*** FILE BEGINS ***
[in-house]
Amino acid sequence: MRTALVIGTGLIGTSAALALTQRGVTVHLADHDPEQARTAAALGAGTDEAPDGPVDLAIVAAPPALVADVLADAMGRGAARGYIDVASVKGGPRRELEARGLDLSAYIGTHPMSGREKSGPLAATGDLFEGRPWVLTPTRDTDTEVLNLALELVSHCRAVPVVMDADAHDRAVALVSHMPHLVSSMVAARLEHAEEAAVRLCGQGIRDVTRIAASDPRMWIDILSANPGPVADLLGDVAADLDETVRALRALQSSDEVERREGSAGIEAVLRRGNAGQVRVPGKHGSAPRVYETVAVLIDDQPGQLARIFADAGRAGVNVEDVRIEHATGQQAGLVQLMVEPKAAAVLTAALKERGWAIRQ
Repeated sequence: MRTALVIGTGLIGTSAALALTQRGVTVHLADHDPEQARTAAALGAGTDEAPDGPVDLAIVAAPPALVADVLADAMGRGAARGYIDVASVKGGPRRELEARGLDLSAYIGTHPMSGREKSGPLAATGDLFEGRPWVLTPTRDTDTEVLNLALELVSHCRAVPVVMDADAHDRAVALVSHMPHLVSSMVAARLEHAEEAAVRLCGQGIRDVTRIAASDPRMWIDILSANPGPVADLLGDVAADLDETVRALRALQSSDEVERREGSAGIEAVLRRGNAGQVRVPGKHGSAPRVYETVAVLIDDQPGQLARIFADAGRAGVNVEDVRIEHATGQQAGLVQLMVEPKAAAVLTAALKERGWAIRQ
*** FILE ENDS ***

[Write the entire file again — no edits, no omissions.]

[in-house]
Amino acid sequence: MRTALVIGTGLIGTSAALALTQRGVTVHLADHDPEQARTAAALGAGTDEAPDGPVDLAIVAAPPALVADVLADAMGRGAARGYIDVASVKGGPRRELEARGLDLSAYIGTHPMSGREKSGPLAATGDLFEGRPWVLTPTRDTDTEVLNLALELVSHCRAVPVVMDADAHDRAVALVSHMPHLVSSMVAARLEHAEEAAVRLCGQGIRDVTRIAASDPRMWIDILSANPGPVADLLGDVAADLDETVRALRALQSSDEVERREGSAGIEAVLRRGNAGQVRVPGKHGSAPRVYETVAVLIDDQPGQLARIFADAGRAGVNVEDVRIEHATGQQAGLVQLMVEPKAAAVLTAALKERGWAIRQ
Repeated sequence: MRTALVIGTGLIGTSAALALTQRGVTVHLADHDPEQARTAAALGAGTDEAPDGPVDLAIVAAPPALVADVLADAMGRGAARGYIDVASVKGGPRRELEARGLDLSAYIGTHPMSGREKSGPLAATGDLFEGRPWVLTPTRDTDTEVLNLALELVSHCRAVPVVMDADAHDRAVALVSHMPHLVSSMVAARLEHAEEAAVRLCGQGIRDVTRIAASDPRMWIDILSANPGPVADLLGDVAADLDETVRALRALQSSDEVERREGSAGIEAVLRRGNAGQVRVPGKHGSAPRVYETVAVLIDDQPGQLARIFADAGRAGVNVEDVRIEHATGQQAGLVQLMVEPKAAAVLTAALKERGWAIRQ